CHICAGO — A lot of flagship stores boost their brand and pay scant attention to the character of their cities. But the five-story Starbucks coffee palace that opens Friday in the former Crate & Barrel store on North Michigan Avenue feels at home in Chicago.
It’s not just that this emporium, which houses an array of coffee bars as well as a bakery and equipment that will roast about 200,000 pounds of coffee beans a year, is the world’s largest Starbucks.
Instead, the 35,000-square-foot facility can be deemed an architectural success for more subtle reasons: It’s visually theatrical, crisply designed and carefully tailored to its host city even though it springs from a well-worn corporate template. The flagship reminds us that modern architecture celebrates the process of making things, unlike beaux-arts buildings that hide such things behind pretty facades.
Once vinyl sheets that block the view into the store are removed in time for Friday’s opening, passersby will be able to look inside and glimpse such things as a towering coffee bean cask that resembles a rocket on a launchpad. Also visible will be ceiling pipes (some see-through) that carry roasted beans to silos at coffee counters, and a spiral escalator, billed as the first of its kind in the Midwest.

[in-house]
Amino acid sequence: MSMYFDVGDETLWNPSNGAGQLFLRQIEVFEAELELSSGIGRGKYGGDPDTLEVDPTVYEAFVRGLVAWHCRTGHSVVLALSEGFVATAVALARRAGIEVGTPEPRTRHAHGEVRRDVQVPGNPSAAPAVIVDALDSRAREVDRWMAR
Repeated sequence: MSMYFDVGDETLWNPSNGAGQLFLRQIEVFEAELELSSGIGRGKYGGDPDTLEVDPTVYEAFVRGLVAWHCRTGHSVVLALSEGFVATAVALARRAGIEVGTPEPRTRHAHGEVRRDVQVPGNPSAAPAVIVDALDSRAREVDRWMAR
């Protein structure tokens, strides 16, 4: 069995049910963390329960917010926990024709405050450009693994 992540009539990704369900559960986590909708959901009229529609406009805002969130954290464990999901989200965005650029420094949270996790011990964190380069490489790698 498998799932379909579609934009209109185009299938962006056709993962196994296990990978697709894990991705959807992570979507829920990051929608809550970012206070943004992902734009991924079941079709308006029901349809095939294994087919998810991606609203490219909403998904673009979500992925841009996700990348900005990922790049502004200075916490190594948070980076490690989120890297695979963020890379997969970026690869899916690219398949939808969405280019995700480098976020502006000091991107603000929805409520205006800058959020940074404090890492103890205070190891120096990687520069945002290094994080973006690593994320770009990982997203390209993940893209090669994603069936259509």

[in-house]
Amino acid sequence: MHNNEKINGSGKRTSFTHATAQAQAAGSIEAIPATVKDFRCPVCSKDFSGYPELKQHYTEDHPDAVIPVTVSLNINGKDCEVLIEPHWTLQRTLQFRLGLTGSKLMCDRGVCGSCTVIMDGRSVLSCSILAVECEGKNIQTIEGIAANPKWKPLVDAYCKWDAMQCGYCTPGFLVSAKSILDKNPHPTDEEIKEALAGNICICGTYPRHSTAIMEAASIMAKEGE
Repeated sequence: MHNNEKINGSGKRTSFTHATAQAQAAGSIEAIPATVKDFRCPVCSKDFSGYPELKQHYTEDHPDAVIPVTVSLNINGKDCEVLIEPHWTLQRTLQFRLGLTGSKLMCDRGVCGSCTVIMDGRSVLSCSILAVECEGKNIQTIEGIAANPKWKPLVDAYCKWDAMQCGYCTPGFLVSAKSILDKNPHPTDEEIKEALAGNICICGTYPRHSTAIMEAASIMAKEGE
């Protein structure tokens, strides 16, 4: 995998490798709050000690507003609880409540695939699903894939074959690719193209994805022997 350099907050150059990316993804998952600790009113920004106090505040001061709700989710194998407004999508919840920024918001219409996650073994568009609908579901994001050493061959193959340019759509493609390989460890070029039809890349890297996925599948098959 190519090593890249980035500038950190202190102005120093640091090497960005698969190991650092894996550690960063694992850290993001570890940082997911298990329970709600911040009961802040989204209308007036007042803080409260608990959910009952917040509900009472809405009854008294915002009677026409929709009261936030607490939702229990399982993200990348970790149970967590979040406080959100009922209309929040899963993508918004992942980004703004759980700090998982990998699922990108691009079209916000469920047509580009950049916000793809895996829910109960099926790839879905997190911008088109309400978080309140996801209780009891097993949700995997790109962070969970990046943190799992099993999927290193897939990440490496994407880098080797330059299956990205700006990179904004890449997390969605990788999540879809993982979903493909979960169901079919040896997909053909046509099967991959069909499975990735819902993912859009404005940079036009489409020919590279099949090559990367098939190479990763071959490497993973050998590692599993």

Here, the steel-and-glass sobriety of mid-20th century modernism gives way to a playful yet stylish aesthetic — “Willie Wonka & the Chocolate Factory” meets the sophisticated, bentwood warmth of the Scandinavian design championed by Crate & Barrel’s founders, Gordon and Carole Segal. Even noncoffee drinkers like me may be tempted to step inside, just to glimpse the retail theater.
Officially known as the Starbucks Reserve Roastery Chicago, the store is the sixth roastery built by the Seattle-based coffee giant since 2014. (The others are in Seattle, Shanghai, Tokyo, Milan and New York.) Based on an advance look I got, it seems likely to attract visitors beyond the core of Starbucks devotees whose days are incomplete without a latte or nitro cold brew.
The project’s success boils down to a crucial decision taken by an in-house team led by Starbucks Chief Design Officer Liz Muller and Vice President Jill Enomoto. They chose to build on the architectural character of the Crate & Barrel store, which opened in 1990 and was designed by Chicago architects Solomon Cordwell Buenz.